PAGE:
Reading the Groove offers brief conversations with writers about the intersection of music, rhythm, language, inspiration, and occasional bad taste. To go to the column page, please click here.
Charles Harper Webb’s books include Shadow Ball, Tulip Farms and Leper Colonies, Liver, and Reading the Water. His poems have appeared in the Paris Review, American Poetry Review, and Ploughshares. He has been awarded a Guggenheim Fellowship, the Whiting Writer’s Award, the Kate Tufts Discovery Award, the Morse Poetry Prize, and a Pushcart Prize. Previously a rock musician and psychotherapist, he is a professor at California State University, Long Beach, where he has taught for twenty-five years.
Robert Stapleton: You spent your twenties touring, singing and playing guitar in rock bands. How did this prepare you for a career as a poet and teacher?
Charles Harper Webb: I learned about entertainment, showmanship, and energy — all qualities that help me to hold the interest of an audience at a reading, and students in a classroom. I also came to understand in a visceral way that I need to consider my audience when I present a song or poem. It’s too easy to take the role of the Great Artist hurling pearls before swine. I want my poems to entertain, and also to enlighten — if they’re good enough. Above all, I want them to be a pleasure to read.
RS: Do you miss making music on stage? Do you still play or sing?
CHW: Playing music on stage was an amazing rush, and a great emotional release. I miss it a lot. I sing around the house all the time, but mostly joke songs I make up, and forget, on the spot.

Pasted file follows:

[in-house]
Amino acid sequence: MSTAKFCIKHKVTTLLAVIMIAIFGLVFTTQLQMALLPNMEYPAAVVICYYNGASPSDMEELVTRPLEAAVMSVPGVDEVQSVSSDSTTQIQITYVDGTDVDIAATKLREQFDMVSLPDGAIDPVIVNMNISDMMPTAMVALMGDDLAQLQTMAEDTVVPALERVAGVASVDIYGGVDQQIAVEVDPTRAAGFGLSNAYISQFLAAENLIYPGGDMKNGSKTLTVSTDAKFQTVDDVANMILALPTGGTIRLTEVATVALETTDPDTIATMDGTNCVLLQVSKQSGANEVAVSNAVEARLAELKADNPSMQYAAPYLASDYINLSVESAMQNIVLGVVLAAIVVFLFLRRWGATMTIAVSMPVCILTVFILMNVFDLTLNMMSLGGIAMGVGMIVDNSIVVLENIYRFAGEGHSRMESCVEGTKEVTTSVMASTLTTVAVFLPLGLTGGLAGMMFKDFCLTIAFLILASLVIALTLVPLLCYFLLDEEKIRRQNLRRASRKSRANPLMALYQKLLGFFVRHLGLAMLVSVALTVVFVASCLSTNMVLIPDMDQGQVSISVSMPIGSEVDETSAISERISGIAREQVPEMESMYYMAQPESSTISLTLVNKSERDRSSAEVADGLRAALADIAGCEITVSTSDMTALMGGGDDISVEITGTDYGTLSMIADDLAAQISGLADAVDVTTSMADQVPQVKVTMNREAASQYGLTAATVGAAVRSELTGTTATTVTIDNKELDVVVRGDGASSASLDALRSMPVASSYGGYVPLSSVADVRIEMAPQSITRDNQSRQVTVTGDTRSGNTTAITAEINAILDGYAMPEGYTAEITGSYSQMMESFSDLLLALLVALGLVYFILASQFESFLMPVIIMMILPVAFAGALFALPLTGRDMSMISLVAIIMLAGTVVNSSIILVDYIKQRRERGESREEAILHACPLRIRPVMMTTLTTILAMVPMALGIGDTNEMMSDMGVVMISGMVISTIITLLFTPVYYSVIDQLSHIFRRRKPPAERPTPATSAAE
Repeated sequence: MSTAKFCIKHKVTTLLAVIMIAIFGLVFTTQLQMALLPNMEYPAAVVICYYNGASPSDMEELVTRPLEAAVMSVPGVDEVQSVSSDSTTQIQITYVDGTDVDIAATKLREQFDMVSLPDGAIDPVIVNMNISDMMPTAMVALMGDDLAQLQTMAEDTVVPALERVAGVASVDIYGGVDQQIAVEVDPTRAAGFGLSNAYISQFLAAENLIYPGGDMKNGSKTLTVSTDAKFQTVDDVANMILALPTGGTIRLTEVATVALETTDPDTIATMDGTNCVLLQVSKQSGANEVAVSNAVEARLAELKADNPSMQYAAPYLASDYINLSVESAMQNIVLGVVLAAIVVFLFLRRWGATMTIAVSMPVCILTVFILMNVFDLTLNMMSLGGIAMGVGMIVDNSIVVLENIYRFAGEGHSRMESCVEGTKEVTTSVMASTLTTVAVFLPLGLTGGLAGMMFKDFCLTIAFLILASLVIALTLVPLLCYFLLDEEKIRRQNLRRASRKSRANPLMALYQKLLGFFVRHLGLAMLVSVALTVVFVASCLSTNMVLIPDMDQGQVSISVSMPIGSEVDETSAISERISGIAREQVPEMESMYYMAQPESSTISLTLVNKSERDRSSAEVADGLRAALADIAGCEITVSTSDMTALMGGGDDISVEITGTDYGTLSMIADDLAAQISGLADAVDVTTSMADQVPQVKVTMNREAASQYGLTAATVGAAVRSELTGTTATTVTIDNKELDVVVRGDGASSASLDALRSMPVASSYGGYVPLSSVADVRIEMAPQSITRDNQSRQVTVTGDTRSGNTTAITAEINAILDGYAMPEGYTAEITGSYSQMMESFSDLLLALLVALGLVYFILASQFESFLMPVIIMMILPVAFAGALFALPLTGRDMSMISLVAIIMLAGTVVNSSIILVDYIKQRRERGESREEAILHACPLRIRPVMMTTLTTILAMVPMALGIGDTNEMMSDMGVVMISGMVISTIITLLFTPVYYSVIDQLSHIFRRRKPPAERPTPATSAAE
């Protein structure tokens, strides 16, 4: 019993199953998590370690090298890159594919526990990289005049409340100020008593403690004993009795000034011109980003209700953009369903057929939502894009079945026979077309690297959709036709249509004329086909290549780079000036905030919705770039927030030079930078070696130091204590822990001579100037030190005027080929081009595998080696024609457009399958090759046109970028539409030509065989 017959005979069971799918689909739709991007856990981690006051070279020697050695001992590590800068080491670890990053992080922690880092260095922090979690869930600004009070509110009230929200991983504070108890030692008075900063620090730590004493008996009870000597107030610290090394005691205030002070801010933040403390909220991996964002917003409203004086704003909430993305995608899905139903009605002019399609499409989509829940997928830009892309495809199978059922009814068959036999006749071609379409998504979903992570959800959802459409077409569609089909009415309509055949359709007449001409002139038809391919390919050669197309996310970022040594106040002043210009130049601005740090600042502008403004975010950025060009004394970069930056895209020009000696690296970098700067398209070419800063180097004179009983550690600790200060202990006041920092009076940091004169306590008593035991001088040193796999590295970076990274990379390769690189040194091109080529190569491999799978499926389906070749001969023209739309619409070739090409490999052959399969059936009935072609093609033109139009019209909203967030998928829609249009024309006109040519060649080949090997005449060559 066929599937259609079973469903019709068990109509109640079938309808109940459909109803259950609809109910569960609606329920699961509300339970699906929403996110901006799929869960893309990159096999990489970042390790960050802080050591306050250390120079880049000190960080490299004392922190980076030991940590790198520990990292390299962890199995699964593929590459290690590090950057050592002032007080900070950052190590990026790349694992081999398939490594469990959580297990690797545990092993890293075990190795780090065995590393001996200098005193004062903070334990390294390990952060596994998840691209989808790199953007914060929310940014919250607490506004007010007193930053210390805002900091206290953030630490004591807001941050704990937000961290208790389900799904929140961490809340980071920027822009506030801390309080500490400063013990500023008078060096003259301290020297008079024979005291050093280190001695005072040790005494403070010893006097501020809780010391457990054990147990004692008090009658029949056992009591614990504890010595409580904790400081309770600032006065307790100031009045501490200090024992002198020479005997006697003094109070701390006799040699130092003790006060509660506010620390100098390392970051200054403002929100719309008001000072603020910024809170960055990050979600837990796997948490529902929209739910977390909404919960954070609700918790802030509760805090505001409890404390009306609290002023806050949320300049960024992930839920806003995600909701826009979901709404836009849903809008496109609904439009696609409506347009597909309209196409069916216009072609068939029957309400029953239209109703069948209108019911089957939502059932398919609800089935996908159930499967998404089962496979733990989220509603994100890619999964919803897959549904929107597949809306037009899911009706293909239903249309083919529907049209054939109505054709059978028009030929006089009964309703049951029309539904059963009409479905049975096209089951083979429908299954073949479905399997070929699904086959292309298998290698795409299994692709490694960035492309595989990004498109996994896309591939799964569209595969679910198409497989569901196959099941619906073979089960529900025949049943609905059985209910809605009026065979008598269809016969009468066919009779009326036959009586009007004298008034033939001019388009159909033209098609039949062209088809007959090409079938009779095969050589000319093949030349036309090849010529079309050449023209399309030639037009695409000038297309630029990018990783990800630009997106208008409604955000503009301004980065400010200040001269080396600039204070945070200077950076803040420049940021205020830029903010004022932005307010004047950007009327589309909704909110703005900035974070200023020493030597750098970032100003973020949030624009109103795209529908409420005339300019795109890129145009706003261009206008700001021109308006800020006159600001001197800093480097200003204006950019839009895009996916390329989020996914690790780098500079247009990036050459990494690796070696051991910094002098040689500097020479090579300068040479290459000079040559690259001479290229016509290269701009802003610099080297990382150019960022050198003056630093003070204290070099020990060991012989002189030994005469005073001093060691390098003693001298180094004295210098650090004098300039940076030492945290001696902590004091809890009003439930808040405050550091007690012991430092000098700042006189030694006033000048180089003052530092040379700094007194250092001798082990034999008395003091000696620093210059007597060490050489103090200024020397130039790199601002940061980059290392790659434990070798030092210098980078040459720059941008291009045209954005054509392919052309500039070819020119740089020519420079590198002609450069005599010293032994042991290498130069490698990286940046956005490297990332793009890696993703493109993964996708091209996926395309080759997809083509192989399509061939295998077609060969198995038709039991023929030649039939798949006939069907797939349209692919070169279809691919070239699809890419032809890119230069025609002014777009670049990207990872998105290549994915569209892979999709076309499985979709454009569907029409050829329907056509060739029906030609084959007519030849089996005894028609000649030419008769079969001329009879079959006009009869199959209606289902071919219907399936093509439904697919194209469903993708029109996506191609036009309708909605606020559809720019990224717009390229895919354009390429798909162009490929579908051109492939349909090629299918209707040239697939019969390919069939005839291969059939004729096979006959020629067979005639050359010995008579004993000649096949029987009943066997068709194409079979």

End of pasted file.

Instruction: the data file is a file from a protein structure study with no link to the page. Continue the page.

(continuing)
Spurred by my son, who’s started playing guitar, I picked up my own guitar this summer, and started practicing. No idea what I’ll do with my returning skills, but it feels good to know they’re still potentially there.
RS: Many writers begin a piece with an image or sentence, maybe a dramatic moment. Do you ever begin a poem by chasing in your head a sound or beat? How does rhythm occupy you when you write?
CHW: I’m extremely beat-driven, constantly drumming on tables, trees, steering wheels, whatever. I try to capture in words the rhythm of whatever I’m trying to describe. I normally start my poems with an image; but sometimes a sentence or phrase will embody a rhythm that I want to follow, and see where it will lead.
RS: Do you ever listen to music when you write?
CHW: Rarely. I write best under semi-sensory deprivation, where everything has to come out of my own head. On the other hand, music’s always playing in my head.
RS: What album have you listened to the most in your life, and how do you explain its hold on you?
CHW: I don’t have any one album. Albums by The Beatles, The Rolling Stones, Jimi Hendrix, Cream, Mountain, Led Zeppelin, Deep Purple, Black Sabbath, and Queen were all extremely influential for me. Beethoven’s symphonies and piano concertos, Paganini’s, Brahms’, Mendelsson’s, and Tchaikovsky’s violin concertos also knocked me out when I first heard them, and still do. I can’t explain the hold that any particular piece of music has on me. Music I love is like an addictive drug; it’s as if receptors are open, waiting for it in my brain.
Robert Stapleton is executive editor of Booth and teaches at Butler University. His writing has appeared in Word Riot, OCWeekly, Bathhouse, Journal of the Gulf War, Orange Room Review and elsewhere. He lives in Indianapolis.